Life is never easy for kids with special needs. It has become harder with the COVID 19 pandemic. Being restricted at home with their daily routines changed, therapies canceled, and coping with over-anxious parents and siblings have added to their list of challenges.
Wearing masks is a big challenge for kids with special needs as most of them find it difficult to cover their faces for a long duration. Also, kids who are not fully verbal, not being able to see their teachers’ and therapists’ faces are robbing them of important clues to understanding social cues and emotions. Kids with glasses or hearing aids are also struggling to navigate the new normal where masks are not just a rule but pivotal for their well-being.
The World Health Organisation (WHO) in its webpage for Children and masks related to COVID-19 answers the following question:
Should children with developmental disabilities wear masks?
The use of masks for children of any age with developmental disorders, disabilities or other specific health conditions should not be mandatory and be assessed on a case by case basis by the child’s parent, guardian, educator and/or medical provider. In any case, children with severe cognitive or respiratory impairments with difficulties tolerating a mask should not be required to wear masks.
Initially, I decided to address this topic as a part of my earlier article on getting kids to wear masks. But as I started writing, I realized that only a short dedicated piece could do justice to this problem. We have to try different strategies and celebrate every small success in our journey. Here goes my list of six ideas to ease the masks into the lives of our special ones.
Mask for their favorite toy
Every child has a favorite doll or soft toy animal/ figurine. You could try to make a miniature mask or bandana (a piece of any excess material/ old cloth) for their favorite toy/ doll. Putting in on the toy and taking it off as pretend play might help them get used to the idea of putting one on themselves.
Leave a new/ clean mask in plain sight
We know that used masks either need to be disposed of or put in the laundry for cleaning. Take a clean one and leave it on the couch or table, where your kid can see it. The idea is to let him/ her pick up the mask and explore it. If that doesn’t raise his curiosity, leave it on his desk/ bed so that he cannot miss it. Once he notices, calls your attention to it that is your window of opportunity to say a few simple words or sentences on its purpose. Gradually, they will get used to the texture and the concept.
Animation/ videos/ social stories
Almost all of the leading cartoon characters have come up with their washing hand and putting on mask videos for kids. So if there is a character he/ she loves, check if they have come up with a video/ song online. If not, take a print of their picture and draw a mask on it. Stick it on the wall. Let them see, note, and comment on it.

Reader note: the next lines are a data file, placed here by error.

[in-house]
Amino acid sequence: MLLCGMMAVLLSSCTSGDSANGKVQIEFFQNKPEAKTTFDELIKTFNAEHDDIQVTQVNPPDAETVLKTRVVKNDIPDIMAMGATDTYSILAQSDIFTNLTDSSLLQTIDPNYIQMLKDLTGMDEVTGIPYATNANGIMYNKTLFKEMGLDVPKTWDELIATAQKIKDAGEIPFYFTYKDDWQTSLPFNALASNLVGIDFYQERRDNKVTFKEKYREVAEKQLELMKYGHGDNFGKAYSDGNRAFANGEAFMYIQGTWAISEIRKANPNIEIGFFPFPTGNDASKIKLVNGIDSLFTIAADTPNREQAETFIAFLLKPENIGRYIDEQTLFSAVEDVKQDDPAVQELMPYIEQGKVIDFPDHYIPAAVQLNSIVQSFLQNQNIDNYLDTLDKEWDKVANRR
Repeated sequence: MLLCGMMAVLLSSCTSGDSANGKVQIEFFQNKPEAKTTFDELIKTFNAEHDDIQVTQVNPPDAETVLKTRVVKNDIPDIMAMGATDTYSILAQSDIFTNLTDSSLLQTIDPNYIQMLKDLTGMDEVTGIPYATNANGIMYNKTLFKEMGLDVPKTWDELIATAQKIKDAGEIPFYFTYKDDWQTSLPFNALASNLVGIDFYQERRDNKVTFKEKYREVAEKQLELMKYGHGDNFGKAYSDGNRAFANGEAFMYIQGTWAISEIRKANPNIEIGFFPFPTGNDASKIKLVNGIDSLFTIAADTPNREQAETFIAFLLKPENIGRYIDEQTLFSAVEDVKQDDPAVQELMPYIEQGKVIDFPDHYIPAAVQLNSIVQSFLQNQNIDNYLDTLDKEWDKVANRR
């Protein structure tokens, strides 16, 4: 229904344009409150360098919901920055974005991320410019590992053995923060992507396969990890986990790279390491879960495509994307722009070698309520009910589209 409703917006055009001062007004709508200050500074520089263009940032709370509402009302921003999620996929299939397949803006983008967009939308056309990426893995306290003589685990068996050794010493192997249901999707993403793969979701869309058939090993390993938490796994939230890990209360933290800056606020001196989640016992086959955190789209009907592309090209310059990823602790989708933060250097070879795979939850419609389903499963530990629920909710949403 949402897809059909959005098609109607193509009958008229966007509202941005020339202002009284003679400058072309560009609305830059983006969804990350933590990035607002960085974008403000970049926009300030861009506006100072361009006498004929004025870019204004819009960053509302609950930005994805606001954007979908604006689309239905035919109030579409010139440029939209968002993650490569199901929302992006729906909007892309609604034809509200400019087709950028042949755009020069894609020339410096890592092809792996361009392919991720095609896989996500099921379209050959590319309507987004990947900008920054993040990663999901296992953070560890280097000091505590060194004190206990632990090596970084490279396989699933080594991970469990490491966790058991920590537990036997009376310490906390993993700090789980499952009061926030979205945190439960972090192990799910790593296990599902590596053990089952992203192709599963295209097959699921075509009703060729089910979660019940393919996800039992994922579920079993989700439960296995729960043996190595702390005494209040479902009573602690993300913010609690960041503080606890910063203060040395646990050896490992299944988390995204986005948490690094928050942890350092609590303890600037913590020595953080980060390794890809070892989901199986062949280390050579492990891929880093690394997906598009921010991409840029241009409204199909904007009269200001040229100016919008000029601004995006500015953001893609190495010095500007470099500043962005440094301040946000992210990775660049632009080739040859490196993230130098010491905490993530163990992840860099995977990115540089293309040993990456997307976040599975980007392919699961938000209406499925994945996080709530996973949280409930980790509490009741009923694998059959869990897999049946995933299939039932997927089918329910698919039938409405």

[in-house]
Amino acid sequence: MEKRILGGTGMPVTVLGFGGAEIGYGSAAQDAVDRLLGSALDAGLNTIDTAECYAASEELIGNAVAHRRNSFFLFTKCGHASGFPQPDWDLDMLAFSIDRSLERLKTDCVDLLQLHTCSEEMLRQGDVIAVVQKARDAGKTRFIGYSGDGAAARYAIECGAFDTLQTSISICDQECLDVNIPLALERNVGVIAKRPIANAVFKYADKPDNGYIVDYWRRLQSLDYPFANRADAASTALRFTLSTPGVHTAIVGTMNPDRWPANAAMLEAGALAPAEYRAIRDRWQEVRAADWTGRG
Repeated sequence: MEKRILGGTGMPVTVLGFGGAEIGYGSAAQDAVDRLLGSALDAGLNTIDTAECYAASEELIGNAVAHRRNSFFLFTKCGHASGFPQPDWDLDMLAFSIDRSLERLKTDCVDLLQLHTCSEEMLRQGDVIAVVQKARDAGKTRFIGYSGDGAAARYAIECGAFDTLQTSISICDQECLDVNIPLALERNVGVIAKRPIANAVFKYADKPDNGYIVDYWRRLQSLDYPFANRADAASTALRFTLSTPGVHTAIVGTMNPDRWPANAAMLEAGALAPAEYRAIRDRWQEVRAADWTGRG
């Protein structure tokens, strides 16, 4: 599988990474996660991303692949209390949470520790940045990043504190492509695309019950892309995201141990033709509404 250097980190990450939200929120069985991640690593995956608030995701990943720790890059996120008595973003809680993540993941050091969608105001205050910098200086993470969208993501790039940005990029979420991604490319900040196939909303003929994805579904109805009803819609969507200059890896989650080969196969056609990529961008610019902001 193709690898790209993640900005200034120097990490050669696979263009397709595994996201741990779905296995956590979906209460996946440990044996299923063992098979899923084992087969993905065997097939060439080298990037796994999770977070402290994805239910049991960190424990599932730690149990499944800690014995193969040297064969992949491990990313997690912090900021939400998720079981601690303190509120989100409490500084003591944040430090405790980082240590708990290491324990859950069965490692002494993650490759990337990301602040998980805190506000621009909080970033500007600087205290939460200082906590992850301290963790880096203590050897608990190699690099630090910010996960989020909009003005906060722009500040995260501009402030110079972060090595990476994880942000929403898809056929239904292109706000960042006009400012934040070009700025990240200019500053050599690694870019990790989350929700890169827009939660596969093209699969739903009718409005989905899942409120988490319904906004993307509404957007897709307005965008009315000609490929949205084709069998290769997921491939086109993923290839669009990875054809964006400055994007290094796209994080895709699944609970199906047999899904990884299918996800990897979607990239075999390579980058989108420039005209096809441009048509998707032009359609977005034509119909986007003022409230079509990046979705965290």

I found this social story relevant to our topic of discussion. Wearing a Mask Social Story
Family mask picture
You’re right if you have guessed that I am referring to a family picture with everyone wearing a mask. I know it sounds crazy, but believe me, it will be an effective tool in introducing the idea of masks and generalization of it. So, if you have a picture frame lying around just click a picture where everyone in the family is wearing a mask and frame it. Put is on full display. This is taking modelling to the next level. Ask everyone in the household to comment on it once in a while when he/ she is around or in earshot. This might work!
Part of the visual routine
Almost all kids have a visual routine for easy step by step reference for dressing up for outdoors. Take a print or draw a mask and add it to the routine. This alone will not work but this will make it easier for them to adopt it as a new normal.
Signal for a mask-off break
Wearing a mask for a long duration is exhausting for everyone. Hence, if we could teach our little one to signal us for a mask-off time when they are feeling claustrophobic, we could avoid meltdowns when outside. When they tell us that they need to take it off, we could take them to a secluded area, away from the crowd, and let them take the mask off and breathe for five minutes or till they feel better. This is something I need to do on day-long shopping trips at malls, I just need to step out and away from the crowd and breathe normally for some time till I get my bearings back. Our kids will deal with the mask-on rule better if they know there is a supervised mini mask-off option available if they need one.
When we get to a stage where they are putting on their masks, we have to reward them for their behavior. Rewards coupled with First - Then strategy might make them willing to at try keeping their masks on. These ideas are only for kids with special needs that have no underlying medical condition making the use of masks impossible.
I would like to know if any of these ideas helped.